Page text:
8 times Stormont failed to deliver

In three months, the Assembly elections will give voters the chance to have their say on who will sit in Stormont for the next five years. At this point, it’s worth reflecting on what has (and hasn’t) been achieved by the current Executive. Use the comments to have your say and add anything (good or bad) that hasn’t made this list.


1: Integrated Education – The signatories of the Good Friday Agreement in 1998 pledged “to facilitate and encourage integrated education”, yet by 2014/15 only 7% of pupils in Northern Ireland were taught in integrated schools. The total number of pupils in grant-maintained and controlled integrated schools increased from 14,140 in 2000/1 to 17,558 in 2005/6 but only to 21,956 by 2014/15.


2: Flags, Parades and the Past – United States Special Envoy Richard Haas was dispatched to Stormont in the winter of 2013 to find a deal to deal once and for all with these contentious issues. On New Year’s Eve, Dr Haas was on a flight back to the States and two years on, very little has been resolved. By November 2015, the policing bill for Camp Twaddell, a protest against restrictions on Orange Order parades, had hit £18.5 million.


3: Maze/Long Kesh – Former DUP leader Peter Robinson called a halt to plans to redevelop the former prison site in August 2013. The project had promised 5,000 permanent on-site jobs and investment of £300 million. Last year deputy First Minister Martin McGuinness said he was determined the development would go ahead but without Executive agreement, the plans will remain dead in the water.


4: Casement Park – The project to build a new GAA stadium in west Belfast was held up after a group of residents, opposed to some aspects of the development, won a legal challenge. Later concerns over emergency exits led to a Stormont inquiry. The stadium was due to have been completed by September 2015. By then £6 million had been spent on the project and construction work hadn’t even started.

5: Manufacturing Industry – It’s been a bad 18 months for the industry with major job losses. The closure of the Michelin tyre factory saw 860 jobs terminated and there were also 800 redundancies after JTI Gallagher closed a factory in 2014. Digger giant Caterpillar cut 100 jobs in November as Unite the Union warned the industry was in ‘crisis’.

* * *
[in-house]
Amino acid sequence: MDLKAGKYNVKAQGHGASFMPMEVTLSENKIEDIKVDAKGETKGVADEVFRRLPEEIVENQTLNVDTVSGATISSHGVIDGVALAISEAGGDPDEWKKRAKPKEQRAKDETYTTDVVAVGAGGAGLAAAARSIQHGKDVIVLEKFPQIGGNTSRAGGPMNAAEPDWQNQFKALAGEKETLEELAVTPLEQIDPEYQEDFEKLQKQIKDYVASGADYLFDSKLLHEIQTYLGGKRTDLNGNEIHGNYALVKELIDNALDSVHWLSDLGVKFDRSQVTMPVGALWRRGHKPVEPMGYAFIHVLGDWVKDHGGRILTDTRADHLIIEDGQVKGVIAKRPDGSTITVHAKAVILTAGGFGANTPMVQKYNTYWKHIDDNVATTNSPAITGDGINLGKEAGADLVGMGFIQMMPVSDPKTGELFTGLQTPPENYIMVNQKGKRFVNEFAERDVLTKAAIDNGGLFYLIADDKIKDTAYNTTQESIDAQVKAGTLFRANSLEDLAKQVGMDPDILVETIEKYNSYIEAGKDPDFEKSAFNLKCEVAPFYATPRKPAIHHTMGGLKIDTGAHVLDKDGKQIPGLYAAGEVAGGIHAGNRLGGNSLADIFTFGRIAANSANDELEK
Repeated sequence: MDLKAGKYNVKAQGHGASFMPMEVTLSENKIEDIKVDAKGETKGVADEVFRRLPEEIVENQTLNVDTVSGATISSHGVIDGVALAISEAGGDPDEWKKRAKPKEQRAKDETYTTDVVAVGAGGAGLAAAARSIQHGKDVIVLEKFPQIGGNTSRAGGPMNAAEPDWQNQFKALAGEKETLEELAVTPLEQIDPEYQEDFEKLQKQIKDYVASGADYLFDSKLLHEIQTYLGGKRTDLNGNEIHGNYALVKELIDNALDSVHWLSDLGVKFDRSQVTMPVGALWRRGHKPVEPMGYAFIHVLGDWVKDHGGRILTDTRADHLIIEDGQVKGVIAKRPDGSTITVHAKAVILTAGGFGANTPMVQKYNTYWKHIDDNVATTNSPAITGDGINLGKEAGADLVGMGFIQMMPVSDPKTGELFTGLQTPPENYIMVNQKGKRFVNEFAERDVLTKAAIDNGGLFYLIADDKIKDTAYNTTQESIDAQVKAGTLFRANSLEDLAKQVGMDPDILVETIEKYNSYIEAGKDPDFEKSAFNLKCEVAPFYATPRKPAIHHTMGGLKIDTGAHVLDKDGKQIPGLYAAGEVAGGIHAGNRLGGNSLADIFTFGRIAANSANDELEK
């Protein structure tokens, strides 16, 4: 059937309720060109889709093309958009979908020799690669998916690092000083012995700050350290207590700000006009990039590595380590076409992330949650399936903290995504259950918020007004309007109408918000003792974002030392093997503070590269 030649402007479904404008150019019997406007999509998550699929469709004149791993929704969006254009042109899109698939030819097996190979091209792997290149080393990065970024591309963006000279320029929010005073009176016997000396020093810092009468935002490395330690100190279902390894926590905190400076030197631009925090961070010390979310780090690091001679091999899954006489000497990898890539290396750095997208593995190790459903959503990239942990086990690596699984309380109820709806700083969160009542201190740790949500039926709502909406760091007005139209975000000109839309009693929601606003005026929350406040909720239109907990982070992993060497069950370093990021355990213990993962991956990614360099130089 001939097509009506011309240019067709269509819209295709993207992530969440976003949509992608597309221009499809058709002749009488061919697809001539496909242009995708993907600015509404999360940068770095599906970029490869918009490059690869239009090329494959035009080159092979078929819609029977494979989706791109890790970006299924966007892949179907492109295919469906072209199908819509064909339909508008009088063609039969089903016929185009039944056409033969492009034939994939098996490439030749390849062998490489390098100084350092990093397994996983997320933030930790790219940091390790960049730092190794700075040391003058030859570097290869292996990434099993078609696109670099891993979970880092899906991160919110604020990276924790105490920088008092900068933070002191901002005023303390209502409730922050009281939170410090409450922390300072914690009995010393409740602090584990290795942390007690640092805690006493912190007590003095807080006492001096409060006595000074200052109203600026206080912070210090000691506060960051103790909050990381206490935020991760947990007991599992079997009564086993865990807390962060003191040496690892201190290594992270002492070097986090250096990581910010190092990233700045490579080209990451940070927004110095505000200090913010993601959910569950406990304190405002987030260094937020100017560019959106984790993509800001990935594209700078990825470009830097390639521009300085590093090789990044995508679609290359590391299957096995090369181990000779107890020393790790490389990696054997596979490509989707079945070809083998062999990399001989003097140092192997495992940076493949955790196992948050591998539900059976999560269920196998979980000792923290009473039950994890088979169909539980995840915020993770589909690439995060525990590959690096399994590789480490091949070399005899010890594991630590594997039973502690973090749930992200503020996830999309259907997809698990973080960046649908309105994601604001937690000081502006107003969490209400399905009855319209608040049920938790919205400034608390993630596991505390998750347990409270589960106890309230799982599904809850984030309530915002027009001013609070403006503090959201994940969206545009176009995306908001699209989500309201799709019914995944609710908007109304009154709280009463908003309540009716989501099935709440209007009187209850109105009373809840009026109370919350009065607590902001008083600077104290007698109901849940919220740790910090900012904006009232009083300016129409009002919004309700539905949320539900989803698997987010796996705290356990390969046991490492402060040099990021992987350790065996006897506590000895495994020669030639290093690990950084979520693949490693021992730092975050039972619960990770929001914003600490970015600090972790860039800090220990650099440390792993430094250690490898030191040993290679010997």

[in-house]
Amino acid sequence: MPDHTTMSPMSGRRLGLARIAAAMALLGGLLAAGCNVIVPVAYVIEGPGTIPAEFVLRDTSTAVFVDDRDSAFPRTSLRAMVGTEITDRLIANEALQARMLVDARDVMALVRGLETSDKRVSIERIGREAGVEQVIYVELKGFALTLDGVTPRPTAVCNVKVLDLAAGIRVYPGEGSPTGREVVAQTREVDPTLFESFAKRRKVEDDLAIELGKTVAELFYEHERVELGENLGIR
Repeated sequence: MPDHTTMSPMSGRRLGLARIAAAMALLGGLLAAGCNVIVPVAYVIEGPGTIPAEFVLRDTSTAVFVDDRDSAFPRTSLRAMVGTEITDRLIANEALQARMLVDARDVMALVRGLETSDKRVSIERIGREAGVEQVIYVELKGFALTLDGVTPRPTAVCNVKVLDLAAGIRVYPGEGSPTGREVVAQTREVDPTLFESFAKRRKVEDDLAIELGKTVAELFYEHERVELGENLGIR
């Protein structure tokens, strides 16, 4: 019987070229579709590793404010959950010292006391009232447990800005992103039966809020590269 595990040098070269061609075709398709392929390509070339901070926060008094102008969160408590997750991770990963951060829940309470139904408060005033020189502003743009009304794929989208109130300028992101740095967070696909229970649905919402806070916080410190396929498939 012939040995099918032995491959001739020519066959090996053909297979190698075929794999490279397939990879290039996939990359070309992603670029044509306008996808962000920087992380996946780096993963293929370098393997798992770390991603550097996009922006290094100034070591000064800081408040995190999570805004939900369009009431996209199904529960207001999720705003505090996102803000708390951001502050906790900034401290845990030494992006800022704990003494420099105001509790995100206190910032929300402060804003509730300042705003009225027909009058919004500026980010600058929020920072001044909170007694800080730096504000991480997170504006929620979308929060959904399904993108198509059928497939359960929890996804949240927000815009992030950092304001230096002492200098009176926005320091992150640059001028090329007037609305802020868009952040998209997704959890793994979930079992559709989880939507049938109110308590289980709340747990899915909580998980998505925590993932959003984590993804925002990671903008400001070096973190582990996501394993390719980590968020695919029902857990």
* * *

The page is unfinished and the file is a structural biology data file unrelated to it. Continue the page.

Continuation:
6: Transfer Test – For many of us, the 11+ was stressful enough on its own but this year one young girl from Glengormley sat five different test papers to maximise her choice of schools. The AQE exam, used by controlled grammars, consists of three papers while the GL exam, used by Catholic maintained schools, consists of two. The Sinn Fein run Department of Education abolished academic selection and the 11+ in 2008 but schools have since adopted independent tests.


7: Waiting Lists – The Health Department’s budget gets regular top-ups of left over cash from the Executive but hospital waiting lists just keep getting longer. The department’s own target is for no-one to wait longer than 18 weeks for a first outpatient appointment. Of the people waiting for that first appointment, 18.4% waited more than 18 weeks at the end of September 2014. By September 2015, 47.6%, that’s 109,721 people, were kept waiting for more than 126 days.


8: Expenses Scandal – In October 2014, details of questionable expenses claims by MLAs at Stormont were uncovered by the BBC’s Spotlight programme. Sinn Fein MLAs had claimed nearly £700,000 for research over ten years from a company run by the party’s finance managers. Former DUP MLA William Hay was also under the spotlight after his office claimed £4,000 for heating oil in one year.


It isn’t all bad news though. The Executive attracted some of the world’s top cyclists to the country for the launch of the Giro d’Italia in 2014 and the British Open golf competition will return to Northern Ireland for the first time since 1951. Now that a deal has been agreed on welfare reform, capital funding has been secured for the A5 road between Belfast and Derry/Londonderry as well as the A6 between Belfast and Dublin. Regional rates have been frozen in real terms for the sixth year in a row. While from 2017, businesses will receive a boost as the corporation tax level is to be cut. After a series of crises, the fact the Executive is still (almost fully) intact is quite an achievement after five turbulent years of government.

Stormont: Has it delivered?

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